Unlike so many biographies of dance maestros, Merce Cunningham: Fifty Years
offers no litany of substance or psychological abuse. The volume, assembled by the archivist of Merce Cunningham's world-renowned U.S. company, records and analyzes Cunningham's work process and documents the provenance of his modern dance classics. Heavily spiced with biographical detail, Merce Cunningham
packages the choreographer's life story in a lovely design that respects his whole body and conveys a rare sense of movement in its mass of still photos.
From Library Journal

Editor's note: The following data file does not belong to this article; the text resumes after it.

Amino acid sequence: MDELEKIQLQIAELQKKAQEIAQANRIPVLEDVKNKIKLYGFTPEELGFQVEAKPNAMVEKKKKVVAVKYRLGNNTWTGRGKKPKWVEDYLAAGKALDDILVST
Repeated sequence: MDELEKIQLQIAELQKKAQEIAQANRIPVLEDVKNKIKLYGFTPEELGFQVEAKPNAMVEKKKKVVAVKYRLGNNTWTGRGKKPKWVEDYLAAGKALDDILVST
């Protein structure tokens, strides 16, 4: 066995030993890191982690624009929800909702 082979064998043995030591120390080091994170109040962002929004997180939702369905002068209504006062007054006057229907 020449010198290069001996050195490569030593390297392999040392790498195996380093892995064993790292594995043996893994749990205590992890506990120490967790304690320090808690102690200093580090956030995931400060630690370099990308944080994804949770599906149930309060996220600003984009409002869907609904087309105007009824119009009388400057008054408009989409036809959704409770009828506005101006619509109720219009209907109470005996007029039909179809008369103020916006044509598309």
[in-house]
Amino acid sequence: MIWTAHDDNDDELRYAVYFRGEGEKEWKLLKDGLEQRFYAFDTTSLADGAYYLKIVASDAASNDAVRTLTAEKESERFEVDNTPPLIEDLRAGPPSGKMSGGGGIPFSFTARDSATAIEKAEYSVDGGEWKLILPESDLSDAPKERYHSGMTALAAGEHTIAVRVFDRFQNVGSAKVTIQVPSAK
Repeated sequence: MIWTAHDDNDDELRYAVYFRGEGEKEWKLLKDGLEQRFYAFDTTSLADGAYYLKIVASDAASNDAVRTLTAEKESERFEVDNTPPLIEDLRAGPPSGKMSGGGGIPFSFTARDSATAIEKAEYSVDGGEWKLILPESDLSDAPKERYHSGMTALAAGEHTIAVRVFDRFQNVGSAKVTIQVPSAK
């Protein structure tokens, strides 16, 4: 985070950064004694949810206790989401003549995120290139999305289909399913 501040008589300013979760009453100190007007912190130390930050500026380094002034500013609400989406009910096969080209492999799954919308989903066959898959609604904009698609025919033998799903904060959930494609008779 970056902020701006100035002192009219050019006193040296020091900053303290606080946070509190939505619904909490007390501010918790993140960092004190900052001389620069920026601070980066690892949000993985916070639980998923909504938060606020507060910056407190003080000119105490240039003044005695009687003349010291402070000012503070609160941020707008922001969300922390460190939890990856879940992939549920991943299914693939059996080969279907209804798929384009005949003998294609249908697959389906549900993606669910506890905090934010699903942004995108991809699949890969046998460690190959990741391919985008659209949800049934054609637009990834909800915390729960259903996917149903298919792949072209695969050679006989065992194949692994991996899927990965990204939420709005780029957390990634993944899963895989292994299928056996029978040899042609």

For over 50 years, modern dancer and choreographer Cunningham (b. 1919) has been creating dances that challenge performers and audiences alike. His remarkable journey of discovery has been marked by four events: his work with composer John Cage to separate the music from the dance; the adoption of chance operations in choreography; the influence of film and video; and the use of LifeForms, a computer application or "three-dimensional human animation system." The dance company's archivist for more than 20 years, Vaughan documents performances, tours, residencies, and grants, beginning with Cunningham's first work in 1942, and lets the recollections of principals?dancers, designers, and composers?serve as descriptions of each work. Excerpts from Cunningham's eloquent and provocative writings and interviews are interspersed throughout. Vaughan's writing is in keeping with Cunningham's stated preference "to speak of dancing in terms of `facts,' " yet this adherence to "facts" is the volume's one limitation?we hear more about uncomfortable accommodations while on tour than the 1992 death of Cage, Cunningham's lifelong partner and colleague. Handsomely illustrated, this accurate and extensive accounting of Cunningham's illustrious career is an essential addition to dance collections.?Joan Stahl, National Museum of American Art, Washington, DC
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